Timpanogos Highway facing summer of construction

Published: Wednesday, May 1 2013 6:35 p.m. MDT

HIGHLAND — Utah County drivers will have to put up with more construction on the beleaguered overhaul of the Timpanogos Highway.

The Utah Department of Transportation said work to repair long, horizontal cracks in the soil nail wall that supports the ground along the highway will force closure of one lane in each direction periodically over the next several months.

Crews will be replacing concrete panels along the length of the project and a retaining wall on the westbound entrance of the commuter lane.

“Our goal is to make sure that we are mindful of our responsibility to protect the taxpayers' investment from any additional cost due to the rework,” said UDOT spokeswoman Muriel Xochimitl. “If we address this now, we’re saving time and inconvenience in the future.”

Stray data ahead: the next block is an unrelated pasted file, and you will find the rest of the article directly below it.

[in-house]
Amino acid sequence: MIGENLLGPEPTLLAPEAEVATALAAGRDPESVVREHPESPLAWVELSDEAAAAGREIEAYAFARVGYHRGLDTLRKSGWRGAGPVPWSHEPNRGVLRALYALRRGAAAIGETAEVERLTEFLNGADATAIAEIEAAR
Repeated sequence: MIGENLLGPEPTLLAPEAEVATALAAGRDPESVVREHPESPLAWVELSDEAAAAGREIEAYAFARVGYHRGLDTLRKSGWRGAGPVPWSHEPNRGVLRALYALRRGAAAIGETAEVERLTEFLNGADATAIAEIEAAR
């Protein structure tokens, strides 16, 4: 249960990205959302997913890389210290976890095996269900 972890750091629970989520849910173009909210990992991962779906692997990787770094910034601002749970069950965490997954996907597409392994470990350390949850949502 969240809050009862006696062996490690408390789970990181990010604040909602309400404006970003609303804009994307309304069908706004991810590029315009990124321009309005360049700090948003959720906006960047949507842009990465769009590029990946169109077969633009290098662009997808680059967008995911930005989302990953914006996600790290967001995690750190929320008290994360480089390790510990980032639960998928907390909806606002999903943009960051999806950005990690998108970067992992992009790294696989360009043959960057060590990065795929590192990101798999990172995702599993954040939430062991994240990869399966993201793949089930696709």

The project has been plagued by cost overruns and long delays. Penalties of $15,000 per day were levied against contractor Flatiron Harper Joint Venture for months because deadlines for completion were missed. To date, the contractor has incurred $4.7 million in penalties, Xochimitl said.

The road-widening of state Route 92 — adding a lane in each direction and a center lane — also included the state's first express commuter lanes to provide motorists with a "direct connect" with I-15 that bypasses traffic signals or certain exits. The project also includes re-engineering of the interchange to handle new traffic configurations.

Unlike the HOV/express lanes on I-15, the commuter lanes on Timpanogos Highway are available to all motorists and do not require having more than one person in a vehicle or an express pass. Commercial trucks are also allowed in the commuter lanes.

The original deadline for the $150 million overhaul of the six-mile stretch of highway was May 2011. The roadway is heavily used by northern Utah County residents and is the main connector to American Fork Canyon.

Because the project has yet to be completed, the rework is being done at no additional cost to the taxpayer, Xochimitl said.

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